Another person interviewed was Gene Allen who was the art director for the film. The documentary showed some backstage action with director George Cukor and with the costume and design work of Cecil Beaton. An interview snippet with Rex Harrison was enlightening. I realized that we didn't really hear Harrison singing as such. He explained that he had taken singing lessons but that didn't work. So, an instructor suggested he speak in pitch. He asked about it, and that's what we get with his musical numbers. Instead of full-throated singing, his numbers are the lyrics of the songs spoken in meter and pitch with his inflections and accompanied by the music. So, we think of him as singing when he's doing more of a dramatic recitation, conscious of his pitch and inflection. It works perfectly.
There's an interesting bit of history about Audrey Hepburn's discovery. It shows a snippet of Hepburn in small film being made in the Hotel de Paris in Monte Carlo. The French novelist, Colette (Sidonie-Gabrielle Colette), discovered her there, and apparently wanted her for the part in a movie being made from her novella, "Gigi." Hepburn didn't get that role it went to Leslie Caron, but it opened new doors for a career in film. Randy Fehr was former head of Warner Brother post production. In his interview, he says that when they found out that Audrey Hepburn was going to play the lead, "we knew that we had to find a voice to sing for her." The documentary describes and shows the detail of the lavish sets designed and built for the film. Great detail went into the Covent Garden in London, and the elegant and contrasty black and white costuming of the Ascot racetrack scene. The construction of the Higgins house was huge, with many rooms on three floors and hallways and elaborate decorations, bookshelves, numerous props and homemade machines for recording. A "Production" piece along with this documentary gives some facts about the size of the project. Elegant materials for the costumes came from around the world (gems, plumes, silks and other items). Dozens of seamstresses worked for months to make more than 1,000 costumes. More than 250 costumes were individually designed for one scene alone the great ball.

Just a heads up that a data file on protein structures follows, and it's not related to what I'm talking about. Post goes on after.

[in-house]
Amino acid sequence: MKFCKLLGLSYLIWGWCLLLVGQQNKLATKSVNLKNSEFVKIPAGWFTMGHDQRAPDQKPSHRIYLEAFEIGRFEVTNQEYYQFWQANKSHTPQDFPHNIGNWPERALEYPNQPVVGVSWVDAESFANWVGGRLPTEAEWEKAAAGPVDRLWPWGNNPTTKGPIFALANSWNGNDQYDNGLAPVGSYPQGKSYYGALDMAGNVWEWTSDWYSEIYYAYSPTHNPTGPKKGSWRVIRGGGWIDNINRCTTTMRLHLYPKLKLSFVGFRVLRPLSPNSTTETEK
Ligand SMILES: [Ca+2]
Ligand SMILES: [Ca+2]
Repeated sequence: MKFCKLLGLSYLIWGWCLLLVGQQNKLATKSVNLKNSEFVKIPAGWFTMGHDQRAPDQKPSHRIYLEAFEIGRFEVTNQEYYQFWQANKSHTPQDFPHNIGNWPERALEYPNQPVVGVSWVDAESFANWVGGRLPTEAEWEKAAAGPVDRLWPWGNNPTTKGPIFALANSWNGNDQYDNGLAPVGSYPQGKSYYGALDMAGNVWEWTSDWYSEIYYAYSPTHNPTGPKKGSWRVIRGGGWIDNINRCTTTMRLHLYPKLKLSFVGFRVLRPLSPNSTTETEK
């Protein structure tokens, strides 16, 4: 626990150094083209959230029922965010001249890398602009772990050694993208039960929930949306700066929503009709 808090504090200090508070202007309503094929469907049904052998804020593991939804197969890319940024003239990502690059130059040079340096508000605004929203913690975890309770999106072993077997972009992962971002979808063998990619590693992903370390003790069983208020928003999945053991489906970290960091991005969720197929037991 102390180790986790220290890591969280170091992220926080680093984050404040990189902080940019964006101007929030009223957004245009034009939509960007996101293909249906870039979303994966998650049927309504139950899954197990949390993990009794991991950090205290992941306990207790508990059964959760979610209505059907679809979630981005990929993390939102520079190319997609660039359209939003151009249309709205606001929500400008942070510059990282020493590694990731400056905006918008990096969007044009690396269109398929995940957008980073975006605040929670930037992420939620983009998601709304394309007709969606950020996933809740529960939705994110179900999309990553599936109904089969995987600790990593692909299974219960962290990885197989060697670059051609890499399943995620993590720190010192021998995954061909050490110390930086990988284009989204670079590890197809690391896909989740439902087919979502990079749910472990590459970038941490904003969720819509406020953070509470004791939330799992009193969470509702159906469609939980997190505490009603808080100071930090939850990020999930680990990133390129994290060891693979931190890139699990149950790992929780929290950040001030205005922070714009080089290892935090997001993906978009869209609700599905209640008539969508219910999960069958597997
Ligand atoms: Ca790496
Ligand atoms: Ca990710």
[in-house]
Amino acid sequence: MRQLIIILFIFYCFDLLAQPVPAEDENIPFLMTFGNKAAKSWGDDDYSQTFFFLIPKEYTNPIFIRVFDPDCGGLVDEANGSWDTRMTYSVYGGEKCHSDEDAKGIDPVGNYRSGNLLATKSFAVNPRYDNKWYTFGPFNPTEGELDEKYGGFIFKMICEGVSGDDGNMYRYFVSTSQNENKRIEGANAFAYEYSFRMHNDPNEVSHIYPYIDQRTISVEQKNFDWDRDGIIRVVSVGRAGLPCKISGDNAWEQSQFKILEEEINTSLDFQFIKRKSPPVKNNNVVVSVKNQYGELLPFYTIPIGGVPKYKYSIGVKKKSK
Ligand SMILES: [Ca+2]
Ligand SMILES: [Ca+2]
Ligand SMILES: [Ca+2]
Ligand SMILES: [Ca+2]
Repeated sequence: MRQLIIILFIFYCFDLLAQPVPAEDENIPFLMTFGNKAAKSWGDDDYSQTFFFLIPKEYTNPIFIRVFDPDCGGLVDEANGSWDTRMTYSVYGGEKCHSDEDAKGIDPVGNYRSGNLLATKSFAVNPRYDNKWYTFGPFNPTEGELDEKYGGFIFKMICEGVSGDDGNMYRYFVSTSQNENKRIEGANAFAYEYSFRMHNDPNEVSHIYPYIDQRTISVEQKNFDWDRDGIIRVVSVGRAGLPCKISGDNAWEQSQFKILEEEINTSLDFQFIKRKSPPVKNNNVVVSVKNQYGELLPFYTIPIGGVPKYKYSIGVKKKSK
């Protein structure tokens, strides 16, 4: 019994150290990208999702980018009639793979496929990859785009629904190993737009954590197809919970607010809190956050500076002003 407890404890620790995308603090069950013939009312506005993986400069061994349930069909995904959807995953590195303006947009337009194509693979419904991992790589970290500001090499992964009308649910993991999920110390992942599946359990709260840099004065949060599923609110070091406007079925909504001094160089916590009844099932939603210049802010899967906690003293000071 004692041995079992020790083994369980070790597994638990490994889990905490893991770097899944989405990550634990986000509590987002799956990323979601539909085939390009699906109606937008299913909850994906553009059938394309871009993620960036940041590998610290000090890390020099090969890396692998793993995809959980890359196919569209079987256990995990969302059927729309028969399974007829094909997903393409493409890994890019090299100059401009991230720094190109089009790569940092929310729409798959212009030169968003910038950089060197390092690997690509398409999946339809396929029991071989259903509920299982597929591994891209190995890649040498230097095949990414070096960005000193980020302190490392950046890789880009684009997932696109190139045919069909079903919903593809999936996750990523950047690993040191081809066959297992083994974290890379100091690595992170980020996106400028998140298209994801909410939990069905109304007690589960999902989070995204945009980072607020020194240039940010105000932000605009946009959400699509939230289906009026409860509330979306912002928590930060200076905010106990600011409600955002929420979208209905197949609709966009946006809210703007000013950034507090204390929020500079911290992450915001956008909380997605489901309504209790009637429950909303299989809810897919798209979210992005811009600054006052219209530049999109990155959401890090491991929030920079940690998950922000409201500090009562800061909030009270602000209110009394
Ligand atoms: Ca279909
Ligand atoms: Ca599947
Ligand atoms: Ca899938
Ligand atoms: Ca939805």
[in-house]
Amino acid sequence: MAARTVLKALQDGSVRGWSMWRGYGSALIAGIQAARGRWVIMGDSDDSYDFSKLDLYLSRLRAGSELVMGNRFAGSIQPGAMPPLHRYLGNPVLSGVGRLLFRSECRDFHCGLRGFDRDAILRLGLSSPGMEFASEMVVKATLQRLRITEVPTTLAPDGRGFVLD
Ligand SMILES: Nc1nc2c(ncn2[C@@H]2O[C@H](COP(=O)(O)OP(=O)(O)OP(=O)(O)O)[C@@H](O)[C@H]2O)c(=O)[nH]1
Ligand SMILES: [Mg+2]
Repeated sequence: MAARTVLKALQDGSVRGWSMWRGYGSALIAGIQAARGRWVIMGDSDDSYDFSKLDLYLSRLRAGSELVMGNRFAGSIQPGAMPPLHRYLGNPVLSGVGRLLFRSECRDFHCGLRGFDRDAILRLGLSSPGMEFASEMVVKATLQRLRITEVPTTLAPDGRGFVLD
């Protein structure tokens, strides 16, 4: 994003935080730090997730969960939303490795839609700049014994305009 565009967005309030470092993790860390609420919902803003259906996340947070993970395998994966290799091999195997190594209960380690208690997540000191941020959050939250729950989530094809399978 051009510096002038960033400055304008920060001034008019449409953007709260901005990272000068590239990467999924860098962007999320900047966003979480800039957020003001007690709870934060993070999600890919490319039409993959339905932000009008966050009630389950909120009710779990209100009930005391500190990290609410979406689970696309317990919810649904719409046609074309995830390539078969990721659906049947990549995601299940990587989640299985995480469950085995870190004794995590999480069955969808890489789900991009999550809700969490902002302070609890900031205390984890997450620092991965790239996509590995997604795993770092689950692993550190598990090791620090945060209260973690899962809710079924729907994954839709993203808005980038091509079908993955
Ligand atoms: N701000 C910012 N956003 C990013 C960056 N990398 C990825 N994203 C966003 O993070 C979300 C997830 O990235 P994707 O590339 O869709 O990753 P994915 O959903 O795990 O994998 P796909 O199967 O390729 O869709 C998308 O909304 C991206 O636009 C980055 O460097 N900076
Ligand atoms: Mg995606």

While the principal players were prepared in their dressing rooms, the thousands of other players were handled in the biggest makeup and costuming operation in motion picture history to that time. An entire stage was used for wardrobe and makeup in order to do 2,000 female makeup jobs and 1,500 male makeup jobs. The production crew included 17 wardrobe women, 26 makeup men and 35 hairdressers to take care of the supporting performers.
"My Fair Lady" is a wonderful musical that's sure to delight audiences for decades to come. And those who are interested in what it takes to make a film like this should enjoy this documentary as well.